Ax Men: Zakk Wylde and Joe Satriani Riff on Their Craziest Concert Moments, Jimmy Page and the State of Rock Guitar
It’s difficult to imagine two human beings more different than Joe Satriani and Zakk Wylde, even just in terms of physical appearance.
Satriani is slight and slender, with a clean-shaven face and head. Wylde is big and hairy, with full beard and black-leather biker garb encasing his paunchy frame.
As the two men stand side by side before a white backdrop inside a San Francisco area photo studio, the contrast is even more dramatic. To a stranger viewing the scene, the guitars they’re holding would be the only clue to why the hell they’re posing together.
Not surprisingly, the inner man matches the outer in both cases. Satriani has always been an introspective guitar hero. He broods long and hard on the creative processes behind the records and concerts that have placed him at the vanguard of virtuoso rock guitar playing for the past three decades.
On the other hand, it’s hard to conceive of Zakk Wylde ever experiencing anything like moments of introspection, let alone being familiar with the term. His abundant store of energy is direct outward, mostly in the frenzied flurry of rapid-fire guitar notes that have made him a metal guitar icon. His conversation is, oddly, like his guitar playing: it comes in nonstop verbal torrents heavily peppered with off-color jokes and personal references that only a Wylde fan could understand.
Riffing on his Catholicism, he rattles off the names of his guitar heroes as if they belonged to some ecclesiastical hierarchy—Saint Rhoads, Pope Page, Father Vai… And like all true rock and roller outsiders—especially one from New Jersey—Wylde is an advanced master of the fine art of inserting the f-word into every sentence whether it fits or not.
And while Satriani and Wylde seem so different as people, they are nonetheless brothers-in-shred and good friends of many years. So when Guitar World suggested that they meet up to share stories and insights from their many years of fretboard glory, they were happy to oblige. Wylde paused en route to a business meeting with iTunes to make the date, and Satriani valiantly rose from a sickbed, where he’d been battling an exceptionally nasty cold recently.
At the end of day, all agreed that it was well worth the effort to get together and compare notes on life at the pinnacle of rock guitar mastery.
Can you remember the first time you heard one another’s playing?
ZAKK WYLDE I’d just gotten my gig with Ozzy when I first heard Surfing with the Alien. And I thought, Wow…great melodies, great chops. Just awesome songs. Whenever I hear Joe playing, it kind of sounds like Billy Gibbons if Billy Gibbons had Al Di Meola’s fucking technique. ’Cause it grooves like Billy, but it’s got this insane technique. But aside from how ripping it is technically, there’s that blues in there all the time. And that’s what it’s like with a real player, like Joe. You know where they’re coming from, but they put their own unique spin on it and make it their own thing.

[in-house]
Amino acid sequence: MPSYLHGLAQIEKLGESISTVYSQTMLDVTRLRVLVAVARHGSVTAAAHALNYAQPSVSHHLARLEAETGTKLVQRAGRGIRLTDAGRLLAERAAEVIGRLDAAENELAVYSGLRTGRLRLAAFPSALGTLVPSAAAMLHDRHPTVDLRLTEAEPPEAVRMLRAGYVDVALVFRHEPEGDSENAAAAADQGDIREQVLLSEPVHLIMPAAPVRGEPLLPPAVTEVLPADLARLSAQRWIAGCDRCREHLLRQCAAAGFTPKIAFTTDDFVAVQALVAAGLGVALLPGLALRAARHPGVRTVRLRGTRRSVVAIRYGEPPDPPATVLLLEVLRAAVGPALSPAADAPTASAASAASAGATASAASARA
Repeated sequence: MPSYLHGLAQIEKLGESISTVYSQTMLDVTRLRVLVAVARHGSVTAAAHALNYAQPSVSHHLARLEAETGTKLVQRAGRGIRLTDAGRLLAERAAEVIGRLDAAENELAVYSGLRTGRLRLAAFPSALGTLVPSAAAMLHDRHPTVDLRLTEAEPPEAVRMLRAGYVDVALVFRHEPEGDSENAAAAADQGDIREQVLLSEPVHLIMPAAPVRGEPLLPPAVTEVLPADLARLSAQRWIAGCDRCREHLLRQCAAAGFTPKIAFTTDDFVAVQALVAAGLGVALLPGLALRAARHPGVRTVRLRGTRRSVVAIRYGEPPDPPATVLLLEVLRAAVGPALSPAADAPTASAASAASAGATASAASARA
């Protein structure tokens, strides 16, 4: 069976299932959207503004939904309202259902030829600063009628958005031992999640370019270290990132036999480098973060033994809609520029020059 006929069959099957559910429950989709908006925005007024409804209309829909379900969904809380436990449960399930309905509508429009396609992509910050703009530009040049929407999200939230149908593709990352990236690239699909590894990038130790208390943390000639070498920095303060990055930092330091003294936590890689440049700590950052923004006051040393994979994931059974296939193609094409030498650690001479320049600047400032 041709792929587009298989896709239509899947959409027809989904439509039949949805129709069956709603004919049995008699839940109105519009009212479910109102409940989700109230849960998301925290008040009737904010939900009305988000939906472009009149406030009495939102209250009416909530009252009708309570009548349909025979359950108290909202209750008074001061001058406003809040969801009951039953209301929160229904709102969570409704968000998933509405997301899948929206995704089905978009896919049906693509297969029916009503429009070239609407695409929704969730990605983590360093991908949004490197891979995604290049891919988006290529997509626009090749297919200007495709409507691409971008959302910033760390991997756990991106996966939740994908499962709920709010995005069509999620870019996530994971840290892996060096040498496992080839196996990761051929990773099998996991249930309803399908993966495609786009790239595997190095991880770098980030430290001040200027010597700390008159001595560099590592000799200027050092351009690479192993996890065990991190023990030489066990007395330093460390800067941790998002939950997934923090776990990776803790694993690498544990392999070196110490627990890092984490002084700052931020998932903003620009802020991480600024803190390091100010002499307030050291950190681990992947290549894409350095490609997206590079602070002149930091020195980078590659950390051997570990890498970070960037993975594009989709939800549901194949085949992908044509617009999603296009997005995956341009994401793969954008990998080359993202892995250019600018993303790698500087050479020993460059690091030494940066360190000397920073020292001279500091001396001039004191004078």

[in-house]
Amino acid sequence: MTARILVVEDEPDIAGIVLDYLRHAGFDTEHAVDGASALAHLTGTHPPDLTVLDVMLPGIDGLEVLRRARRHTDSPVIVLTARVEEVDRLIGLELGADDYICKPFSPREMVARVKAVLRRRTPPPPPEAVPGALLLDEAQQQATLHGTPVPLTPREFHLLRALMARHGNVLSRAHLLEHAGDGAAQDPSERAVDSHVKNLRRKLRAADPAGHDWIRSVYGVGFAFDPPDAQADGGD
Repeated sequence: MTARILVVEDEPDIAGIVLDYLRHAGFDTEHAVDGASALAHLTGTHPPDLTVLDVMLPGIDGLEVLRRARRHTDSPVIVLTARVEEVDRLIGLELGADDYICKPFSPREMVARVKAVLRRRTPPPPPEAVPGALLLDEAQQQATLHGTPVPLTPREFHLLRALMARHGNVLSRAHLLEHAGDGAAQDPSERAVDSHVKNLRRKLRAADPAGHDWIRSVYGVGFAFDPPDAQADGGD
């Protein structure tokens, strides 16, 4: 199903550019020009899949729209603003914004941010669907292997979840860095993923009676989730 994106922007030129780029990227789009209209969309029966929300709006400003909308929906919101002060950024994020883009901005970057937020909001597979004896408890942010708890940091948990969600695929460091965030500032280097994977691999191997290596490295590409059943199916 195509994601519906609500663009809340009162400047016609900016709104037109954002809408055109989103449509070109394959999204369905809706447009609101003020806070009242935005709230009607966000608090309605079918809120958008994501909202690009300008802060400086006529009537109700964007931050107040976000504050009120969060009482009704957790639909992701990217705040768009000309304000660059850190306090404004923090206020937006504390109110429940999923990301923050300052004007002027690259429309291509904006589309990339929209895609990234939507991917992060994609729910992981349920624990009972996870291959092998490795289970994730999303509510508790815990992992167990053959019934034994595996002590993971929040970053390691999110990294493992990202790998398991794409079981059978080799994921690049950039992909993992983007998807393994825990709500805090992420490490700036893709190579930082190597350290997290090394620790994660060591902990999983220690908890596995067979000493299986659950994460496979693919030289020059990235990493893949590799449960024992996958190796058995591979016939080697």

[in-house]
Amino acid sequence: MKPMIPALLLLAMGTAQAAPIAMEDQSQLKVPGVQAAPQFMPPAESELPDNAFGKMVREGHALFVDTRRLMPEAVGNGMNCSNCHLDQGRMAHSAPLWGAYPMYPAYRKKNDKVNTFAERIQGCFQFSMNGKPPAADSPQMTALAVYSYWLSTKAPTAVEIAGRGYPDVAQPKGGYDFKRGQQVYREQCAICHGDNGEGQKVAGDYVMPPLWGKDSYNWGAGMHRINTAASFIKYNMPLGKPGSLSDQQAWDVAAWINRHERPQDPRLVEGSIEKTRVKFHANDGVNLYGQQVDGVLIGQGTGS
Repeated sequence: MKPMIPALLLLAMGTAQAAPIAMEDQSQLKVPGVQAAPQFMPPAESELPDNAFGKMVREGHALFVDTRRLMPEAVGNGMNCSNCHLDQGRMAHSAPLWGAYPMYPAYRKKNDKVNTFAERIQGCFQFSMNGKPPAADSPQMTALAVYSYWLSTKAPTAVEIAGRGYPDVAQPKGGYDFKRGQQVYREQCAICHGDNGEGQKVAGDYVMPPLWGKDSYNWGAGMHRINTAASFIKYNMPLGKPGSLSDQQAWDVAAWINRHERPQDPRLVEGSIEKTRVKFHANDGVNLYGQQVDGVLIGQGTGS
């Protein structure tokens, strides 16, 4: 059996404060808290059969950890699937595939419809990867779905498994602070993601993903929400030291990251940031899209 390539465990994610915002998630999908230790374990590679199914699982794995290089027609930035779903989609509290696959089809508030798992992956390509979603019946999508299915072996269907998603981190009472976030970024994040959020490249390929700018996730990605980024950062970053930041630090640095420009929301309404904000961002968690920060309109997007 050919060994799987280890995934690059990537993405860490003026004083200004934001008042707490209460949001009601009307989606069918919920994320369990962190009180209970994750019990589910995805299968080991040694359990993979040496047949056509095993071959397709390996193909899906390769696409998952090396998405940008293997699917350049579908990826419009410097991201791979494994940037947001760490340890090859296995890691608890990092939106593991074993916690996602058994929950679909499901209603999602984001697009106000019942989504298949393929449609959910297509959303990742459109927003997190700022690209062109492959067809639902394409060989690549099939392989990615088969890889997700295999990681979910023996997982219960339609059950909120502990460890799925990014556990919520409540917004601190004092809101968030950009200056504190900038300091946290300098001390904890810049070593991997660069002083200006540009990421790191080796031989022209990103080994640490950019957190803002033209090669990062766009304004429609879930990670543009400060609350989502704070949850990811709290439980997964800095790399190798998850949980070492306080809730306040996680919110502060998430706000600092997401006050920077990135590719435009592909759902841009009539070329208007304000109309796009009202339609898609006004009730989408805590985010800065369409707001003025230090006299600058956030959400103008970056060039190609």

JOE SATRIANI I first heard Zakk probably around the same time, when he started playing with Ozzy. What a shock! The years between 1978 and 1987 were a decade of solid teaching and club work for me. So I was getting exposed to the next generation of guitar players who were starting at a higher level than I did. Higher expectations. Zakk was one of the first players I heard where I was like, “Wow, this bumps it up to a new level.” That was exciting, because the musicianship and the showmanship were both there. You have to have that, because it’s rock and roll.
And what a tough gig Zakk had! He had to follow the legend of Randy Rhoads and Ozzy’s history with Black Sabbath. Zakk’s a multi-instrumentalist as well, and his technique on electric guitar translates beautifully to acoustic. That’s a very important indicator of the power he has, which I noticed right away.
Joe mentioned teaching guitar, which you did as well, Zakk, right?
WYLDE Yeah, before I started playing with Ozzy. Teaching’s great, man. But I also had normal jobs like working in a gas station and in a [supermarket] produce department. I didn’t plan on doing that for the rest of my life, but I had no problems with it because I was doing it to save up for a Marshall amp or a Les Paul or some other piece of gear. But when I taught, it was definitely cool when there were students who would practice and had a passion for the instrument. Not all of them did. But when you had a student who’d come to a lesson and could play all the scales you taught them last time, it was really rewarding.